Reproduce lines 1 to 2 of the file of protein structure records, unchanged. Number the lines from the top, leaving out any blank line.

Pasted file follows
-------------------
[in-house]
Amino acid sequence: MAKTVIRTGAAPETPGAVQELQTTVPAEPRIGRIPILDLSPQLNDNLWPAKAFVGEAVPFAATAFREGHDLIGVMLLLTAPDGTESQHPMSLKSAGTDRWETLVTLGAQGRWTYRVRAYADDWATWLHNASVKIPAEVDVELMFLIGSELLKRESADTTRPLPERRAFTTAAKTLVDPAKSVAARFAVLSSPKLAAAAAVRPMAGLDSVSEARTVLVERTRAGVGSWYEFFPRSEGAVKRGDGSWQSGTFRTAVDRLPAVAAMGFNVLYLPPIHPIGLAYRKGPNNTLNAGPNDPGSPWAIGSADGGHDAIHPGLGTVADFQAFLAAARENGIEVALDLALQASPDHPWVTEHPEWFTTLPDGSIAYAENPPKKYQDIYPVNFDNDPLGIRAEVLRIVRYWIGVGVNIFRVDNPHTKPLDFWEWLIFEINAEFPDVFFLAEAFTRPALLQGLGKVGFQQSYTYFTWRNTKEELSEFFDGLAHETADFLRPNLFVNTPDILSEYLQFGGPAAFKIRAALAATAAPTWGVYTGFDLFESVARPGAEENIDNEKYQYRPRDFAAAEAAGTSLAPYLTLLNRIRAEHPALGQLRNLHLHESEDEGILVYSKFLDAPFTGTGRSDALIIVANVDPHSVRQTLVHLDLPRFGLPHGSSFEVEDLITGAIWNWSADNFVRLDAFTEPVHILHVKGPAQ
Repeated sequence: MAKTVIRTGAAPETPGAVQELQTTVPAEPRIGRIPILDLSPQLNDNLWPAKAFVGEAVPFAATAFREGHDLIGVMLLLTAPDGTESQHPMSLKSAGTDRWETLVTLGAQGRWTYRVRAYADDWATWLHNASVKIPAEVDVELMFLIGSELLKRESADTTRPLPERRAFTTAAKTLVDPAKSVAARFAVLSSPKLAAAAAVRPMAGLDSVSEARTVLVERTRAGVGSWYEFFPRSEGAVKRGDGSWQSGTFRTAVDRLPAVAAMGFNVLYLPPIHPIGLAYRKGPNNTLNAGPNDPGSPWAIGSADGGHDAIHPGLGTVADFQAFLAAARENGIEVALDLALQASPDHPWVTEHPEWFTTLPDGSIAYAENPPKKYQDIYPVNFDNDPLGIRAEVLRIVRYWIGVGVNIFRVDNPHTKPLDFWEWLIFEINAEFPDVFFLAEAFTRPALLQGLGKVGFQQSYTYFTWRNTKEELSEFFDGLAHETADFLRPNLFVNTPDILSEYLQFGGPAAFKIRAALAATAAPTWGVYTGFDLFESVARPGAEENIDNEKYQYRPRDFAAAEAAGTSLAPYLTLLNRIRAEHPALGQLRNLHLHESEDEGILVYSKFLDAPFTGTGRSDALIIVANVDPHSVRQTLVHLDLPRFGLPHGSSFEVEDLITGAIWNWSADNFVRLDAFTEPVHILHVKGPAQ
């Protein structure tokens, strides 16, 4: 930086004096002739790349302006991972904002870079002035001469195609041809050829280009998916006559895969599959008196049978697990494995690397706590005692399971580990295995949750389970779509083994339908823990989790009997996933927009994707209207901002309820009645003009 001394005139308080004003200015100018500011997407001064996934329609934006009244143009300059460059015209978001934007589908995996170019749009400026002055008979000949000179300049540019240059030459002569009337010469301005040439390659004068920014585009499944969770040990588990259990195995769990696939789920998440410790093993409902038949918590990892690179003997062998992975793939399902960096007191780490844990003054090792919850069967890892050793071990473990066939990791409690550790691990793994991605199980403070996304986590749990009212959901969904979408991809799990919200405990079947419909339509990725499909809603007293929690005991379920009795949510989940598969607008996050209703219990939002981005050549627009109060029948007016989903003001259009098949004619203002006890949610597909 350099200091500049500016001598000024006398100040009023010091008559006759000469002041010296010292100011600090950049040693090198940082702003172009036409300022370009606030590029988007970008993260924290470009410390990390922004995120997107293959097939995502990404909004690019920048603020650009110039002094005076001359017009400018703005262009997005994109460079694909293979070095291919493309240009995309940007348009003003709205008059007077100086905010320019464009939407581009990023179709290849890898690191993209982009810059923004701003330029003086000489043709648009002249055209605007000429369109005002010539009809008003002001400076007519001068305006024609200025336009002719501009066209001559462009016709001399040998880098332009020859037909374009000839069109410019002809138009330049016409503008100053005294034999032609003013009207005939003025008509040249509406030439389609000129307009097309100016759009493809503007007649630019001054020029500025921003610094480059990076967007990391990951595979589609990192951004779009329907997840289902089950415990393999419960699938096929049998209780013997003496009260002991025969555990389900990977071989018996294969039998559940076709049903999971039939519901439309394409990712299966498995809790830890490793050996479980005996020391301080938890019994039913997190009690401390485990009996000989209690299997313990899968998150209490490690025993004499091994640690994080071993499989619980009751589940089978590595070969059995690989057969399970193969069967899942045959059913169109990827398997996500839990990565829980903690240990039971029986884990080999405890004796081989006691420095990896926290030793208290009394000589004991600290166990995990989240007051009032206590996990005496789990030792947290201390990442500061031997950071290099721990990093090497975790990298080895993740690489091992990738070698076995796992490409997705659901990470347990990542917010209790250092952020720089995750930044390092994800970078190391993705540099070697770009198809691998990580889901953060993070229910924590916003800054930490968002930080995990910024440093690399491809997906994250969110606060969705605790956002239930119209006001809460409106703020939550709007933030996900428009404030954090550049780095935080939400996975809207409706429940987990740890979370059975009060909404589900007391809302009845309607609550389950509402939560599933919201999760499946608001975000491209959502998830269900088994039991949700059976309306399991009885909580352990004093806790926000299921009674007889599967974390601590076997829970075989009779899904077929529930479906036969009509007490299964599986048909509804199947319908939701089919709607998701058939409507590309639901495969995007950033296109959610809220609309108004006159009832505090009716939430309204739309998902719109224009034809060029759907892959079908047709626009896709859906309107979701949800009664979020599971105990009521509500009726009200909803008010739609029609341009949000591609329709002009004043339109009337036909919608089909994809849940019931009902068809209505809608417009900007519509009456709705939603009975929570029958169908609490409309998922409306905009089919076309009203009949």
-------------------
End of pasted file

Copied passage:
[in-house]
Amino acid sequence: MAKTVIRTGAAPETPGAVQELQTTVPAEPRIGRIPILDLSPQLNDNLWPAKAFVGEAVPFAATAFREGHDLIGVMLLLTAPDGTESQHPMSLKSAGTDRWETLVTLGAQGRWTYRVRAYADDWATWLHNASVKIPAEVDVELMFLIGSELLKRESADTTRPLPERRAFTTAAKTLVDPAKSVAARFAVLSSPKLAAAAAVRPMAGLDSVSEARTVLVERTRAGVGSWYEFFPRSEGAVKRGDGSWQSGTFRTAVDRLPAVAAMGFNVLYLPPIHPIGLAYRKGPNNTLNAGPNDPGSPWAIGSADGGHDAIHPGLGTVADFQAFLAAARENGIEVALDLALQASPDHPWVTEHPEWFTTLPDGSIAYAENPPKKYQDIYPVNFDNDPLGIRAEVLRIVRYWIGVGVNIFRVDNPHTKPLDFWEWLIFEINAEFPDVFFLAEAFTRPALLQGLGKVGFQQSYTYFTWRNTKEELSEFFDGLAHETADFLRPNLFVNTPDILSEYLQFGGPAAFKIRAALAATAAPTWGVYTGFDLFESVARPGAEENIDNEKYQYRPRDFAAAEAAGTSLAPYLTLLNRIRAEHPALGQLRNLHLHESEDEGILVYSKFLDAPFTGTGRSDALIIVANVDPHSVRQTLVHLDLPRFGLPHGSSFEVEDLITGAIWNWSADNFVRLDAFTEPVHILHVKGPAQ